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As I watched Deion Sanders’ second interview with “60 Minutes,” it occurred to me that “Coach Prime” has more in common with Roy Johnson than Herman Boone.
Johnson, a high school football coach, inspired the HBO documentary, “BS High.” Boone, a high school football coach, inspired the movie “Remember the Titans.”
Every football coach would love to be compared to Herman Boone. He led T.C. Williams High to an undefeated season and a state championship in 1971 while healing racial divisions within the team and in Alexandria, Virginia.
No one wants to be compared to Roy Johnson. He used an affiliation with a church to create a fake prep school, Bishop Sycamore, that lost virtually every game it played while using college-aged players.
Johnson claimed he was called by God to build “BS High.”
Deion Sanders, for the second time in a calendar year, told “60 Minutes” that he was called by God to rebuild a second college football program.
“God wouldn’t relocate me to something that was successful,” Sanders said. “That don’t make sense, do it? He had to find the most disappointing, the most difficult task. And this is what it was, and this is what it is. And I love that.”
Of the many things that Sanders has done and said that make me uncomfortable with his short tenure at Colorado, it is his insistence on defining his actions as God-inspired that bothers me the most.
Money and security motivated Deion’s Boulder, Colorado, relocation. Nothing else. God had nothing to do with it.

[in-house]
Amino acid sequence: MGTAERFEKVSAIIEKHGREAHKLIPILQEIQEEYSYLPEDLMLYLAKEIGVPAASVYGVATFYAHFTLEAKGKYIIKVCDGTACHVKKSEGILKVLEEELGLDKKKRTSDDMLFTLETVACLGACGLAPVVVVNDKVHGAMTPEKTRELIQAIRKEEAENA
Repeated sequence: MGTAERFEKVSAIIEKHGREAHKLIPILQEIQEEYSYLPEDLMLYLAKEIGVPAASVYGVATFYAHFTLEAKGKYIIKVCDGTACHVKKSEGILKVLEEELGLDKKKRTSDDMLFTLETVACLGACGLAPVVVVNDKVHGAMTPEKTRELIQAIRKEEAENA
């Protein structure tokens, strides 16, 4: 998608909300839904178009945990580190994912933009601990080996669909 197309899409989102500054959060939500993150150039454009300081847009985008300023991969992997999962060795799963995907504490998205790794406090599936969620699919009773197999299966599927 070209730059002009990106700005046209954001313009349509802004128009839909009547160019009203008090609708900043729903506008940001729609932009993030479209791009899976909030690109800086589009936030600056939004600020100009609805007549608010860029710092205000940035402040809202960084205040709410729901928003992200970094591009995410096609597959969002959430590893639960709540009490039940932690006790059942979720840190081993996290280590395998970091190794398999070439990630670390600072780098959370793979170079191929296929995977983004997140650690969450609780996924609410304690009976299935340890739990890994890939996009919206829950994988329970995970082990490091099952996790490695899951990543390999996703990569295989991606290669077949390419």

Sanders wanted to escape the poverty and crime of Jackson, Mississippi, where he spent a little more than two years coaching at Jackson State University.
I don’t have a problem with that. I have a problem with Sanders lying about his motivation and lying about the brutal tactics he used to overhaul the Colorado roster.
“I think truth is good for kids,” Sanders told “60 Minutes.” “We’re so busy lying we don’t even recognize the truth no more in society. We want everybody to feel good. That’s not the way life is.”
No one is spewing and hearing more lies this football season than Deion Sanders. He’s college football’s golden calf, an idol to be worshiped by sports broadcasters, social media influencers, and sports fans ruled by racial idolatry.
He’s won three major college football games, and people are hailing him as a latter-day Bear Bryant. It’s a joke. The 19th-ranked Buffaloes are greatly overrated. In-state rival Colorado State outplayed them on Saturday and gave the game away with self-inflicted wounds.
NIL, the transfer portal, and the total abandonment of ethics has fueled Colorado’s “miraculous” turnaround. You can’t compare what Sanders is doing to the turnaround efforts of previous coaches because before the last two or three years, no coach had the opportunity to overhaul his entire roster in one season. Great coaches were given the job of coaching the kids they inherited better than their predecessors.
Deion Sanders isn’t the mastermind of a miracle turnaround. He’s a brand that Colorado purchased and gave a blank check to buy players and coaches.